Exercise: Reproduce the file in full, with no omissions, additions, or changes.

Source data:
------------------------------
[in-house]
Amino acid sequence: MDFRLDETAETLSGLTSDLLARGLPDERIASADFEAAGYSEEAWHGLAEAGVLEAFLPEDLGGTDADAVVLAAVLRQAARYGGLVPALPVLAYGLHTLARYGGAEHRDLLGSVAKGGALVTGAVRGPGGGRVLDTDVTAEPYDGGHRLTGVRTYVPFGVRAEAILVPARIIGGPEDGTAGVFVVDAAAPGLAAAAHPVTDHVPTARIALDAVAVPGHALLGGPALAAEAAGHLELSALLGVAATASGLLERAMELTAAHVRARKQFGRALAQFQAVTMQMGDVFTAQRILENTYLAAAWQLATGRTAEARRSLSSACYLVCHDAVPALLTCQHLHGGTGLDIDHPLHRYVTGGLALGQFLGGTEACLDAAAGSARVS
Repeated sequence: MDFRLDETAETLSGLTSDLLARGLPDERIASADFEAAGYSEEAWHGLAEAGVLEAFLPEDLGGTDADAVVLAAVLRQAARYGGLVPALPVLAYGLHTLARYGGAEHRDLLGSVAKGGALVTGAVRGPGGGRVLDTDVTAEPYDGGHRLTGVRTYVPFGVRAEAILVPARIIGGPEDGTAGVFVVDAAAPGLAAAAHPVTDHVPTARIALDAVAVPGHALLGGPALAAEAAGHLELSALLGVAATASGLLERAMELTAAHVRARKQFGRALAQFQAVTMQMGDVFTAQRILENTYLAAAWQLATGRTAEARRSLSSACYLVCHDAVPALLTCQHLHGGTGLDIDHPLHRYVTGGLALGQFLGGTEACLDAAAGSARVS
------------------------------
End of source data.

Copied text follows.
[in-house]
Amino acid sequence: MDFRLDETAETLSGLTSDLLARGLPDERIASADFEAAGYSEEAWHGLAEAGVLEAFLPEDLGGTDADAVVLAAVLRQAARYGGLVPALPVLAYGLHTLARYGGAEHRDLLGSVAKGGALVTGAVRGPGGGRVLDTDVTAEPYDGGHRLTGVRTYVPFGVRAEAILVPARIIGGPEDGTAGVFVVDAAAPGLAAAAHPVTDHVPTARIALDAVAVPGHALLGGPALAAEAAGHLELSALLGVAATASGLLERAMELTAAHVRARKQFGRALAQFQAVTMQMGDVFTAQRILENTYLAAAWQLATGRTAEARRSLSSACYLVCHDAVPALLTCQHLHGGTGLDIDHPLHRYVTGGLALGQFLGGTEACLDAAAGSARVS
Repeated sequence: MDFRLDETAETLSGLTSDLLARGLPDERIASADFEAAGYSEEAWHGLAEAGVLEAFLPEDLGGTDADAVVLAAVLRQAARYGGLVPALPVLAYGLHTLARYGGAEHRDLLGSVAKGGALVTGAVRGPGGGRVLDTDVTAEPYDGGHRLTGVRTYVPFGVRAEAILVPARIIGGPEDGTAGVFVVDAAAPGLAAAAHPVTDHVPTARIALDAVAVPGHALLGGPALAAEAAGHLELSALLGVAATASGLLERAMELTAAHVRARKQFGRALAQFQAVTMQMGDVFTAQRILENTYLAAAWQLATGRTAEARRSLSSACYLVCHDAVPALLTCQHLHGGTGLDIDHPLHRYVTGGLALGQFLGGTEACLDAAAGSARVS